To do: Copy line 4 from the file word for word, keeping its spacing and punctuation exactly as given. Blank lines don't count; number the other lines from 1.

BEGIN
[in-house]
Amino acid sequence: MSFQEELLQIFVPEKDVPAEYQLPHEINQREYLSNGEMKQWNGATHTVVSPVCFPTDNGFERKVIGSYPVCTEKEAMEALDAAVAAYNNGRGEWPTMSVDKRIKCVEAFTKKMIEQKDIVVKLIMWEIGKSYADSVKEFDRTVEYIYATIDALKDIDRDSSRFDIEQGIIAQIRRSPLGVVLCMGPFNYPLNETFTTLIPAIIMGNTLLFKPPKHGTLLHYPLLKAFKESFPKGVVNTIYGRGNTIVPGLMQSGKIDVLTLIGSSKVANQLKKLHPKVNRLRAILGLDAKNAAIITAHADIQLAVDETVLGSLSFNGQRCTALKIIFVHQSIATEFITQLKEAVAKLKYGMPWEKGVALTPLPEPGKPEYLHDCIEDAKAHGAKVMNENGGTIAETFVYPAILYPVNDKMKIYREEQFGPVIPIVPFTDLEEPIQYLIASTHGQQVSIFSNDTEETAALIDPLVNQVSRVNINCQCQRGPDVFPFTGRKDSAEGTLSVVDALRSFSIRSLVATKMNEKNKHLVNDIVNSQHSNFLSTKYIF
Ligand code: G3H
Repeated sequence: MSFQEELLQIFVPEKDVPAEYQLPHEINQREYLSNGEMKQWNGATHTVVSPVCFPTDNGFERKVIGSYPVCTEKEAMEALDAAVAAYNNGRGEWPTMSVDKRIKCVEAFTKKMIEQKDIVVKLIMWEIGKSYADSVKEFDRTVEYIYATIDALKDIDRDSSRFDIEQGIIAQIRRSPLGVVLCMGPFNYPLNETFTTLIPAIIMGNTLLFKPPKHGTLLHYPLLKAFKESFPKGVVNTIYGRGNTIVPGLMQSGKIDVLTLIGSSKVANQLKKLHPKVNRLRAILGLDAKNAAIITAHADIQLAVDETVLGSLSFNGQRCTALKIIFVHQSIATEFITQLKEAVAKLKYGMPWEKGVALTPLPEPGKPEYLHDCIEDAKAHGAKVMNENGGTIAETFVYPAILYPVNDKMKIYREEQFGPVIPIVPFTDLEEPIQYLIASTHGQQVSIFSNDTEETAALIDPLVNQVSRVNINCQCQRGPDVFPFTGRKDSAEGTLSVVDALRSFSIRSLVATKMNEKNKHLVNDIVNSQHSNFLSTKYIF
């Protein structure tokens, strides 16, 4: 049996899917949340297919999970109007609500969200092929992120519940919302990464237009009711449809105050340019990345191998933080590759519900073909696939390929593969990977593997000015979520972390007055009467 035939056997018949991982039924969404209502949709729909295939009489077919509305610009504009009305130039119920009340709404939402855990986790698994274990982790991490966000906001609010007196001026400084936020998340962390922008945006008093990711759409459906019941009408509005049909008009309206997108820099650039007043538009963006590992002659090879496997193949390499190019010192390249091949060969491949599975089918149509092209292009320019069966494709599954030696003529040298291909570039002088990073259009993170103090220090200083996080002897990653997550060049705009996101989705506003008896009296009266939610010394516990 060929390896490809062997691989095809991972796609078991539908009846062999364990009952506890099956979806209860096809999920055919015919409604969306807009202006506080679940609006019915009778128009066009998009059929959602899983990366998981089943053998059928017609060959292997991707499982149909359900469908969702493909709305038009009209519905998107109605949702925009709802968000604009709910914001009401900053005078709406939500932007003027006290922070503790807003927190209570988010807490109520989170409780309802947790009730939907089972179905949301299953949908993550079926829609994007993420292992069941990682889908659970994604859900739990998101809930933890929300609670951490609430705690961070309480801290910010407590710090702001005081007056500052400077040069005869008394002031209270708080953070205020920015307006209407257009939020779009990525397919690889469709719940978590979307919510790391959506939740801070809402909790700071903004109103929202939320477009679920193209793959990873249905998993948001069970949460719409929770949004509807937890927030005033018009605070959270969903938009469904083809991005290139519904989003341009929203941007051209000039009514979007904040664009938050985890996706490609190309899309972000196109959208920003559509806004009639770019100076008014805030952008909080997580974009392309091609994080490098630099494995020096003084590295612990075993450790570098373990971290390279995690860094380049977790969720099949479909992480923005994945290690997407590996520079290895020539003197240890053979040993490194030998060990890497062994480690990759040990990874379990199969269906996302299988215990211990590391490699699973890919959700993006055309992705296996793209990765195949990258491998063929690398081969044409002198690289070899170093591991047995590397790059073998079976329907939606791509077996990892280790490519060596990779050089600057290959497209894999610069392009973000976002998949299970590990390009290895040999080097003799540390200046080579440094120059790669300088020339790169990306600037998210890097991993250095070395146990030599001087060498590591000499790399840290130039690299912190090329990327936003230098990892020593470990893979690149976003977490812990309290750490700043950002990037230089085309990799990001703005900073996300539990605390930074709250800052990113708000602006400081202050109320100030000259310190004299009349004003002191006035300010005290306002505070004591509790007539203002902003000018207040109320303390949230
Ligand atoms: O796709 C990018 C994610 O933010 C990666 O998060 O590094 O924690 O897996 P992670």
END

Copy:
Repeated sequence: MSFQEELLQIFVPEKDVPAEYQLPHEINQREYLSNGEMKQWNGATHTVVSPVCFPTDNGFERKVIGSYPVCTEKEAMEALDAAVAAYNNGRGEWPTMSVDKRIKCVEAFTKKMIEQKDIVVKLIMWEIGKSYADSVKEFDRTVEYIYATIDALKDIDRDSSRFDIEQGIIAQIRRSPLGVVLCMGPFNYPLNETFTTLIPAIIMGNTLLFKPPKHGTLLHYPLLKAFKESFPKGVVNTIYGRGNTIVPGLMQSGKIDVLTLIGSSKVANQLKKLHPKVNRLRAILGLDAKNAAIITAHADIQLAVDETVLGSLSFNGQRCTALKIIFVHQSIATEFITQLKEAVAKLKYGMPWEKGVALTPLPEPGKPEYLHDCIEDAKAHGAKVMNENGGTIAETFVYPAILYPVNDKMKIYREEQFGPVIPIVPFTDLEEPIQYLIASTHGQQVSIFSNDTEETAALIDPLVNQVSRVNINCQCQRGPDVFPFTGRKDSAEGTLSVVDALRSFSIRSLVATKMNEKNKHLVNDIVNSQHSNFLSTKYIF